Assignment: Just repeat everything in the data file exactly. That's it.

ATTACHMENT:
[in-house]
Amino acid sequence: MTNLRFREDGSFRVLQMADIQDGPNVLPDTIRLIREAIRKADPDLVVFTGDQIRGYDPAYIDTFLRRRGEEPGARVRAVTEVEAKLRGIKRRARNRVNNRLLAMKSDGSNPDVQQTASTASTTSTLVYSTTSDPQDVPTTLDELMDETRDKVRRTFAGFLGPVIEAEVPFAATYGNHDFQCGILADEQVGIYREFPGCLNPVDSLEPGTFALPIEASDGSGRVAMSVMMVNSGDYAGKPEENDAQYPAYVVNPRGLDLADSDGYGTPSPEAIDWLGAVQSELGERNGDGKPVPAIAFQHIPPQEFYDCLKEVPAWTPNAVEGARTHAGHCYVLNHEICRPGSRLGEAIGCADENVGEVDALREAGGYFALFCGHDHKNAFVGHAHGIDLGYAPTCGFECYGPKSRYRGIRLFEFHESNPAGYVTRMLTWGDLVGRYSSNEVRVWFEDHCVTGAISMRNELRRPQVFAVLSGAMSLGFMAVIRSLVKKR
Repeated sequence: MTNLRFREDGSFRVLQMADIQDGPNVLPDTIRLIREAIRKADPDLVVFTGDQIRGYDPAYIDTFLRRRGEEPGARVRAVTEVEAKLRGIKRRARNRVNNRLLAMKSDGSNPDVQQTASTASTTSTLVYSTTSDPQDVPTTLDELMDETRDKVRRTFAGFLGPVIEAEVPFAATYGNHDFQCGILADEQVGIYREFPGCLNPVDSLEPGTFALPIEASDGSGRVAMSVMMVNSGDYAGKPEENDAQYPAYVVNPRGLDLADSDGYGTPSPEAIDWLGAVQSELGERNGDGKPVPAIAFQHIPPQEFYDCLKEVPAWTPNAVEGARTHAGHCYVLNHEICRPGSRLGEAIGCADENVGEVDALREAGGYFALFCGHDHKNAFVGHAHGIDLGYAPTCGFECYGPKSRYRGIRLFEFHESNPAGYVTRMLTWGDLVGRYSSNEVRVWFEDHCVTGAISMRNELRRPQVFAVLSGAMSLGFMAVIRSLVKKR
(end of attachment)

[in-house]
Amino acid sequence: MTNLRFREDGSFRVLQMADIQDGPNVLPDTIRLIREAIRKADPDLVVFTGDQIRGYDPAYIDTFLRRRGEEPGARVRAVTEVEAKLRGIKRRARNRVNNRLLAMKSDGSNPDVQQTASTASTTSTLVYSTTSDPQDVPTTLDELMDETRDKVRRTFAGFLGPVIEAEVPFAATYGNHDFQCGILADEQVGIYREFPGCLNPVDSLEPGTFALPIEASDGSGRVAMSVMMVNSGDYAGKPEENDAQYPAYVVNPRGLDLADSDGYGTPSPEAIDWLGAVQSELGERNGDGKPVPAIAFQHIPPQEFYDCLKEVPAWTPNAVEGARTHAGHCYVLNHEICRPGSRLGEAIGCADENVGEVDALREAGGYFALFCGHDHKNAFVGHAHGIDLGYAPTCGFECYGPKSRYRGIRLFEFHESNPAGYVTRMLTWGDLVGRYSSNEVRVWFEDHCVTGAISMRNELRRPQVFAVLSGAMSLGFMAVIRSLVKKR
Repeated sequence: MTNLRFREDGSFRVLQMADIQDGPNVLPDTIRLIREAIRKADPDLVVFTGDQIRGYDPAYIDTFLRRRGEEPGARVRAVTEVEAKLRGIKRRARNRVNNRLLAMKSDGSNPDVQQTASTASTTSTLVYSTTSDPQDVPTTLDELMDETRDKVRRTFAGFLGPVIEAEVPFAATYGNHDFQCGILADEQVGIYREFPGCLNPVDSLEPGTFALPIEASDGSGRVAMSVMMVNSGDYAGKPEENDAQYPAYVVNPRGLDLADSDGYGTPSPEAIDWLGAVQSELGERNGDGKPVPAIAFQHIPPQEFYDCLKEVPAWTPNAVEGARTHAGHCYVLNHEICRPGSRLGEAIGCADENVGEVDALREAGGYFALFCGHDHKNAFVGHAHGIDLGYAPTCGFECYGPKSRYRGIRLFEFHESNPAGYVTRMLTWGDLVGRYSSNEVRVWFEDHCVTGAISMRNELRRPQVFAVLSGAMSLGFMAVIRSLVKKR